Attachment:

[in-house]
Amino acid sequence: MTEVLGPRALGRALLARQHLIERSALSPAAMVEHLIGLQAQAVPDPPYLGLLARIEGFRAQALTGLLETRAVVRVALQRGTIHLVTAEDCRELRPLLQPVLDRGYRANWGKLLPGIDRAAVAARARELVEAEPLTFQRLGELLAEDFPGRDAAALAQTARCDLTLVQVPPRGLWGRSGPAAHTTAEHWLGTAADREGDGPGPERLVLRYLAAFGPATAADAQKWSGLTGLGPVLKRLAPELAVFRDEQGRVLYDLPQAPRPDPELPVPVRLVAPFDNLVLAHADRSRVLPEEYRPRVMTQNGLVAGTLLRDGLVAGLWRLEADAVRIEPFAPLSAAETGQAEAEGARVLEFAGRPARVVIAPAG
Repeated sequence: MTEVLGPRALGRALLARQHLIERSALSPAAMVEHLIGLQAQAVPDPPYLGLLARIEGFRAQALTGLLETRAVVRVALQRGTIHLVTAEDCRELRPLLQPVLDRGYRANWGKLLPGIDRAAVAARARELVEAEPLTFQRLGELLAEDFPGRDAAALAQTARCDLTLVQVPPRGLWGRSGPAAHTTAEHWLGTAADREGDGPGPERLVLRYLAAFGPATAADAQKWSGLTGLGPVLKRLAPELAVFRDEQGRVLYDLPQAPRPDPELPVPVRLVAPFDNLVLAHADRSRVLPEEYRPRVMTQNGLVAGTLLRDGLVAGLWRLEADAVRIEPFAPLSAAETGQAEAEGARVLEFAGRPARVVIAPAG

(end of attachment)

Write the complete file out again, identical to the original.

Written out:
[in-house]
Amino acid sequence: MTEVLGPRALGRALLARQHLIERSALSPAAMVEHLIGLQAQAVPDPPYLGLLARIEGFRAQALTGLLETRAVVRVALQRGTIHLVTAEDCRELRPLLQPVLDRGYRANWGKLLPGIDRAAVAARARELVEAEPLTFQRLGELLAEDFPGRDAAALAQTARCDLTLVQVPPRGLWGRSGPAAHTTAEHWLGTAADREGDGPGPERLVLRYLAAFGPATAADAQKWSGLTGLGPVLKRLAPELAVFRDEQGRVLYDLPQAPRPDPELPVPVRLVAPFDNLVLAHADRSRVLPEEYRPRVMTQNGLVAGTLLRDGLVAGLWRLEADAVRIEPFAPLSAAETGQAEAEGARVLEFAGRPARVVIAPAG
Repeated sequence: MTEVLGPRALGRALLARQHLIERSALSPAAMVEHLIGLQAQAVPDPPYLGLLARIEGFRAQALTGLLETRAVVRVALQRGTIHLVTAEDCRELRPLLQPVLDRGYRANWGKLLPGIDRAAVAARARELVEAEPLTFQRLGELLAEDFPGRDAAALAQTARCDLTLVQVPPRGLWGRSGPAAHTTAEHWLGTAADREGDGPGPERLVLRYLAAFGPATAADAQKWSGLTGLGPVLKRLAPELAVFRDEQGRVLYDLPQAPRPDPELPVPVRLVAPFDNLVLAHADRSRVLPEEYRPRVMTQNGLVAGTLLRDGLVAGLWRLEADAVRIEPFAPLSAAETGQAEAEGARVLEFAGRPARVVIAPAG